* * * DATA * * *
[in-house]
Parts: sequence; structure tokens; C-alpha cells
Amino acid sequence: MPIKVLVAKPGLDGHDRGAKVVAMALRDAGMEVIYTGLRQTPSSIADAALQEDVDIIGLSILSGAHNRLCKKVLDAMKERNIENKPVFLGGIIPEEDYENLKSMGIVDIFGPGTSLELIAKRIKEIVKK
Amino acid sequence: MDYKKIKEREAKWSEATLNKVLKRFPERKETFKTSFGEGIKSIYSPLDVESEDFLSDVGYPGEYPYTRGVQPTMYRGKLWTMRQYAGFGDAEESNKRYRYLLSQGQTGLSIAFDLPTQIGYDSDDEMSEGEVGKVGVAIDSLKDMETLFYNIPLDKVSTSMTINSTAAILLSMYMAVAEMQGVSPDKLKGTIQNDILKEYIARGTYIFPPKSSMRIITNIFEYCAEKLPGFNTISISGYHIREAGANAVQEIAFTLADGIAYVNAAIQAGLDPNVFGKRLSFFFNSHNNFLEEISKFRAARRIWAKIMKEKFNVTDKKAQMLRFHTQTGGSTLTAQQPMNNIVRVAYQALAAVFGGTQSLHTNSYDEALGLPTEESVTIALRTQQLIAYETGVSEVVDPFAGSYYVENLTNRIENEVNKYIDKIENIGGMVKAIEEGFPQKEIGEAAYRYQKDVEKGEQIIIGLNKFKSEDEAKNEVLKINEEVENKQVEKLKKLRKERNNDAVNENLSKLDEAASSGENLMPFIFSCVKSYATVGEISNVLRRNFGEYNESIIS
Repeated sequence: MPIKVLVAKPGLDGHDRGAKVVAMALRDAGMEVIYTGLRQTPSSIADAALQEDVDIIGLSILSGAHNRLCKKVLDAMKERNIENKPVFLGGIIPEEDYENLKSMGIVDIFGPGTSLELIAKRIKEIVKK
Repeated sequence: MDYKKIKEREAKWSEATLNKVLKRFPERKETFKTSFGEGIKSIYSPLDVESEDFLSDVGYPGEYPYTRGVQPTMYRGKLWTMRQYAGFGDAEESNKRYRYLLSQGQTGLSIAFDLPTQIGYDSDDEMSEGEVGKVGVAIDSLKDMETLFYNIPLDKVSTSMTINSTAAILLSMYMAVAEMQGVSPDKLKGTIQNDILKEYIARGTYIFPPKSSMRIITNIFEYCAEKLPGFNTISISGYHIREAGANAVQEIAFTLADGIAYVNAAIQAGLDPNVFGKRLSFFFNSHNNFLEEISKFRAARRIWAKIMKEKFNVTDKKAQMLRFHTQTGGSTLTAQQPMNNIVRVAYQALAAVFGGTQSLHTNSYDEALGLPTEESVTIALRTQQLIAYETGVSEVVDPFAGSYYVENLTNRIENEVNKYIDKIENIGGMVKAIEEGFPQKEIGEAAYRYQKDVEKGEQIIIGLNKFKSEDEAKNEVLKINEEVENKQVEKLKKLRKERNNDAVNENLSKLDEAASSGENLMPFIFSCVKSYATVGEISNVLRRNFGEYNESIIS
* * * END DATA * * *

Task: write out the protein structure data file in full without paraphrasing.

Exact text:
[in-house]
Parts: sequence; structure tokens; C-alpha cells
Amino acid sequence: MPIKVLVAKPGLDGHDRGAKVVAMALRDAGMEVIYTGLRQTPSSIADAALQEDVDIIGLSILSGAHNRLCKKVLDAMKERNIENKPVFLGGIIPEEDYENLKSMGIVDIFGPGTSLELIAKRIKEIVKK
Amino acid sequence: MDYKKIKEREAKWSEATLNKVLKRFPERKETFKTSFGEGIKSIYSPLDVESEDFLSDVGYPGEYPYTRGVQPTMYRGKLWTMRQYAGFGDAEESNKRYRYLLSQGQTGLSIAFDLPTQIGYDSDDEMSEGEVGKVGVAIDSLKDMETLFYNIPLDKVSTSMTINSTAAILLSMYMAVAEMQGVSPDKLKGTIQNDILKEYIARGTYIFPPKSSMRIITNIFEYCAEKLPGFNTISISGYHIREAGANAVQEIAFTLADGIAYVNAAIQAGLDPNVFGKRLSFFFNSHNNFLEEISKFRAARRIWAKIMKEKFNVTDKKAQMLRFHTQTGGSTLTAQQPMNNIVRVAYQALAAVFGGTQSLHTNSYDEALGLPTEESVTIALRTQQLIAYETGVSEVVDPFAGSYYVENLTNRIENEVNKYIDKIENIGGMVKAIEEGFPQKEIGEAAYRYQKDVEKGEQIIIGLNKFKSEDEAKNEVLKINEEVENKQVEKLKKLRKERNNDAVNENLSKLDEAASSGENLMPFIFSCVKSYATVGEISNVLRRNFGEYNESIIS
Repeated sequence: MPIKVLVAKPGLDGHDRGAKVVAMALRDAGMEVIYTGLRQTPSSIADAALQEDVDIIGLSILSGAHNRLCKKVLDAMKERNIENKPVFLGGIIPEEDYENLKSMGIVDIFGPGTSLELIAKRIKEIVKK
Repeated sequence: MDYKKIKEREAKWSEATLNKVLKRFPERKETFKTSFGEGIKSIYSPLDVESEDFLSDVGYPGEYPYTRGVQPTMYRGKLWTMRQYAGFGDAEESNKRYRYLLSQGQTGLSIAFDLPTQIGYDSDDEMSEGEVGKVGVAIDSLKDMETLFYNIPLDKVSTSMTINSTAAILLSMYMAVAEMQGVSPDKLKGTIQNDILKEYIARGTYIFPPKSSMRIITNIFEYCAEKLPGFNTISISGYHIREAGANAVQEIAFTLADGIAYVNAAIQAGLDPNVFGKRLSFFFNSHNNFLEEISKFRAARRIWAKIMKEKFNVTDKKAQMLRFHTQTGGSTLTAQQPMNNIVRVAYQALAAVFGGTQSLHTNSYDEALGLPTEESVTIALRTQQLIAYETGVSEVVDPFAGSYYVENLTNRIENEVNKYIDKIENIGGMVKAIEEGFPQKEIGEAAYRYQKDVEKGEQIIIGLNKFKSEDEAKNEVLKINEEVENKQVEKLKKLRKERNNDAVNENLSKLDEAASSGENLMPFIFSCVKSYATVGEISNVLRRNFGEYNESIIS